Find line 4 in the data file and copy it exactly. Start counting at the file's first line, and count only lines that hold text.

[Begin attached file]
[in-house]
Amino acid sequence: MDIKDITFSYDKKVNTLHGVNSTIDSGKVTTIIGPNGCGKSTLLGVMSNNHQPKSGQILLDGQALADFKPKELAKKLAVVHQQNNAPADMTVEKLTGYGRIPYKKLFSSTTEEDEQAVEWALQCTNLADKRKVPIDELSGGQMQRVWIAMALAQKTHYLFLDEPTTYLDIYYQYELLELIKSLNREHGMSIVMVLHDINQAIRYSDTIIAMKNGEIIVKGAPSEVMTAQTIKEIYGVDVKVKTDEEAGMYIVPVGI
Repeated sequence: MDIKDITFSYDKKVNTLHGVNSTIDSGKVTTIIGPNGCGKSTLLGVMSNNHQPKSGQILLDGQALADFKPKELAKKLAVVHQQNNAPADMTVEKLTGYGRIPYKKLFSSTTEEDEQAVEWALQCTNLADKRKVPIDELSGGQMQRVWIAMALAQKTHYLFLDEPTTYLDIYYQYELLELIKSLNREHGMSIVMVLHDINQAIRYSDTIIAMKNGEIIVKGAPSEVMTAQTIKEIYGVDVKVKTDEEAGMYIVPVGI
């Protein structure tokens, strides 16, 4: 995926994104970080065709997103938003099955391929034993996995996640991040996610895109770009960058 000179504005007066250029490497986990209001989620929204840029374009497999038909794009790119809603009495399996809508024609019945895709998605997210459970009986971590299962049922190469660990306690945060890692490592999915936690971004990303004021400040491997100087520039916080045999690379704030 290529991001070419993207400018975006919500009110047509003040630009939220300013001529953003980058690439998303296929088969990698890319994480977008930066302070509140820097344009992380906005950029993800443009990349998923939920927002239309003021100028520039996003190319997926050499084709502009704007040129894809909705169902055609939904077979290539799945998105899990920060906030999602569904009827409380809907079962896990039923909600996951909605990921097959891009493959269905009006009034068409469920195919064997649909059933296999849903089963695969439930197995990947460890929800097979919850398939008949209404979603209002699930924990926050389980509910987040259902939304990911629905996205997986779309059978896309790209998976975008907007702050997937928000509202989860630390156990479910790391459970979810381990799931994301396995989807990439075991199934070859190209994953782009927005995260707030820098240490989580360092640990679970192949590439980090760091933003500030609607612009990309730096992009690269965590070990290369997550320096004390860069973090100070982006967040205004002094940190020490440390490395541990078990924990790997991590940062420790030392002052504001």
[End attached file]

């Protein structure tokens, strides 16, 4: 995926994104970080065709997103938003099955391929034993996995996640991040996610895109770009960058 000179504005007066250029490497986990209001989620929204840029374009497999038909794009790119809603009495399996809508024609019945895709998605997210459970009986971590299962049922190469660990306690945060890692490592999915936690971004990303004021400040491997100087520039916080045999690379704030 290529991001070419993207400018975006919500009110047509003040630009939220300013001529953003980058690439998303296929088969990698890319994480977008930066302070509140820097344009992380906005950029993800443009990349998923939920927002239309003021100028520039996003190319997926050499084709502009704007040129894809909705169902055609939904077979290539799945998105899990920060906030999602569904009827409380809907079962896990039923909600996951909605990921097959891009493959269905009006009034068409469920195919064997649909059933296999849903089963695969439930197995990947460890929800097979919850398939008949209404979603209002699930924990926050389980509910987040259902939304990911629905996205997986779309059978896309790209998976975008907007702050997937928000509202989860630390156990479910790391459970979810381990799931994301396995989807990439075991199934070859190209994953782009927005995260707030820098240490989580360092640990679970192949590439980090760091933003500030609607612009990309730096992009690269965590070990290369997550320096004390860069973090100070982006967040205004002094940190020490440390490395541990078990924990790997991590940062420790030392002052504001």